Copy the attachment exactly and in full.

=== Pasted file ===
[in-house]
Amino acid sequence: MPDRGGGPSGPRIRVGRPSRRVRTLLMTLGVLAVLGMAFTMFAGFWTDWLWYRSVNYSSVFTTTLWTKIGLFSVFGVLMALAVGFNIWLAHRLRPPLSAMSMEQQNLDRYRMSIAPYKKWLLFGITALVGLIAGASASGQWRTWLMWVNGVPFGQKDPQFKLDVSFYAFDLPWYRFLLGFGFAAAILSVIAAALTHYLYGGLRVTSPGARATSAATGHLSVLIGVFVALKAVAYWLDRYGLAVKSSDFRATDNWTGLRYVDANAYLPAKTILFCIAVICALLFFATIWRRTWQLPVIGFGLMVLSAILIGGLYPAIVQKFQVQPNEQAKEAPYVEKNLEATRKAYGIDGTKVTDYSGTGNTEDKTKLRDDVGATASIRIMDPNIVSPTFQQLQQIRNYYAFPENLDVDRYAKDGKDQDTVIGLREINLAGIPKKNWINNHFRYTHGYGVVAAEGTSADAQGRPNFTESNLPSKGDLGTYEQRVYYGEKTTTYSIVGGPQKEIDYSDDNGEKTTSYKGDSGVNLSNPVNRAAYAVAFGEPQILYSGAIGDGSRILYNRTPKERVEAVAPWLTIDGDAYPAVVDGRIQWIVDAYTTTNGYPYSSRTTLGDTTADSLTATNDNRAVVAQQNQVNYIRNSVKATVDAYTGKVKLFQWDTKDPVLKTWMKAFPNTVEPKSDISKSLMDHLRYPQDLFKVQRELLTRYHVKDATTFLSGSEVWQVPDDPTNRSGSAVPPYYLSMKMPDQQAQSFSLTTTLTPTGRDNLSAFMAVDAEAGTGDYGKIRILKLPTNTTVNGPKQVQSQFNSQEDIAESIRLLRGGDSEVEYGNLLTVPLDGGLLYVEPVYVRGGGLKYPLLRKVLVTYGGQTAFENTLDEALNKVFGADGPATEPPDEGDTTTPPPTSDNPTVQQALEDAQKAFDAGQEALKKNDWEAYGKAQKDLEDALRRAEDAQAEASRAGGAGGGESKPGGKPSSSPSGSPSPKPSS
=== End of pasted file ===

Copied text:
[in-house]
Amino acid sequence: MPDRGGGPSGPRIRVGRPSRRVRTLLMTLGVLAVLGMAFTMFAGFWTDWLWYRSVNYSSVFTTTLWTKIGLFSVFGVLMALAVGFNIWLAHRLRPPLSAMSMEQQNLDRYRMSIAPYKKWLLFGITALVGLIAGASASGQWRTWLMWVNGVPFGQKDPQFKLDVSFYAFDLPWYRFLLGFGFAAAILSVIAAALTHYLYGGLRVTSPGARATSAATGHLSVLIGVFVALKAVAYWLDRYGLAVKSSDFRATDNWTGLRYVDANAYLPAKTILFCIAVICALLFFATIWRRTWQLPVIGFGLMVLSAILIGGLYPAIVQKFQVQPNEQAKEAPYVEKNLEATRKAYGIDGTKVTDYSGTGNTEDKTKLRDDVGATASIRIMDPNIVSPTFQQLQQIRNYYAFPENLDVDRYAKDGKDQDTVIGLREINLAGIPKKNWINNHFRYTHGYGVVAAEGTSADAQGRPNFTESNLPSKGDLGTYEQRVYYGEKTTTYSIVGGPQKEIDYSDDNGEKTTSYKGDSGVNLSNPVNRAAYAVAFGEPQILYSGAIGDGSRILYNRTPKERVEAVAPWLTIDGDAYPAVVDGRIQWIVDAYTTTNGYPYSSRTTLGDTTADSLTATNDNRAVVAQQNQVNYIRNSVKATVDAYTGKVKLFQWDTKDPVLKTWMKAFPNTVEPKSDISKSLMDHLRYPQDLFKVQRELLTRYHVKDATTFLSGSEVWQVPDDPTNRSGSAVPPYYLSMKMPDQQAQSFSLTTTLTPTGRDNLSAFMAVDAEAGTGDYGKIRILKLPTNTTVNGPKQVQSQFNSQEDIAESIRLLRGGDSEVEYGNLLTVPLDGGLLYVEPVYVRGGGLKYPLLRKVLVTYGGQTAFENTLDEALNKVFGADGPATEPPDEGDTTTPPPTSDNPTVQQALEDAQKAFDAGQEALKKNDWEAYGKAQKDLEDALRRAEDAQAEASRAGGAGGGESKPGGKPSSSPSGSPSPKPSS